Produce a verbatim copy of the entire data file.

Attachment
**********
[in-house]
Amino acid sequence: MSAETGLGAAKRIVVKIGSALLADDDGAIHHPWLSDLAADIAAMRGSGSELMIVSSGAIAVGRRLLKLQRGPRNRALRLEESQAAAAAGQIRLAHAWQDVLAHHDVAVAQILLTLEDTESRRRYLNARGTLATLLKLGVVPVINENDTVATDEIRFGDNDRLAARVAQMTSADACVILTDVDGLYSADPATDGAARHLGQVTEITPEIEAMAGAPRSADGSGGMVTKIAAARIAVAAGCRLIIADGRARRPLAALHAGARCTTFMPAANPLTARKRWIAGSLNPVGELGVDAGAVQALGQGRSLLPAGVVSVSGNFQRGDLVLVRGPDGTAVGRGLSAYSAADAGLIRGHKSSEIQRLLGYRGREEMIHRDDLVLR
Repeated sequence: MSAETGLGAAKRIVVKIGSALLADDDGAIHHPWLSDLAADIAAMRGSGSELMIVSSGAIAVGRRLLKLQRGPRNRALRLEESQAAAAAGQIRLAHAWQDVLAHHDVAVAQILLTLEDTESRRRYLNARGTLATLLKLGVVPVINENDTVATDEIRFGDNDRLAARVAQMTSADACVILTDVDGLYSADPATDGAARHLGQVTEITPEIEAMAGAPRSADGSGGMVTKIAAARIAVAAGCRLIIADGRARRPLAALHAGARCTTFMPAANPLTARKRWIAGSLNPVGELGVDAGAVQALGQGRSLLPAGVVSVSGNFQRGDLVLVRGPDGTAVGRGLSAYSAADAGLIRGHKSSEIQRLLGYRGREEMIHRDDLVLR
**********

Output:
[in-house]
Amino acid sequence: MSAETGLGAAKRIVVKIGSALLADDDGAIHHPWLSDLAADIAAMRGSGSELMIVSSGAIAVGRRLLKLQRGPRNRALRLEESQAAAAAGQIRLAHAWQDVLAHHDVAVAQILLTLEDTESRRRYLNARGTLATLLKLGVVPVINENDTVATDEIRFGDNDRLAARVAQMTSADACVILTDVDGLYSADPATDGAARHLGQVTEITPEIEAMAGAPRSADGSGGMVTKIAAARIAVAAGCRLIIADGRARRPLAALHAGARCTTFMPAANPLTARKRWIAGSLNPVGELGVDAGAVQALGQGRSLLPAGVVSVSGNFQRGDLVLVRGPDGTAVGRGLSAYSAADAGLIRGHKSSEIQRLLGYRGREEMIHRDDLVLR
Repeated sequence: MSAETGLGAAKRIVVKIGSALLADDDGAIHHPWLSDLAADIAAMRGSGSELMIVSSGAIAVGRRLLKLQRGPRNRALRLEESQAAAAAGQIRLAHAWQDVLAHHDVAVAQILLTLEDTESRRRYLNARGTLATLLKLGVVPVINENDTVATDEIRFGDNDRLAARVAQMTSADACVILTDVDGLYSADPATDGAARHLGQVTEITPEIEAMAGAPRSADGSGGMVTKIAAARIAVAAGCRLIIADGRARRPLAALHAGARCTTFMPAANPLTARKRWIAGSLNPVGELGVDAGAVQALGQGRSLLPAGVVSVSGNFQRGDLVLVRGPDGTAVGRGLSAYSAADAGLIRGHKSSEIQRLLGYRGREEMIHRDDLVLR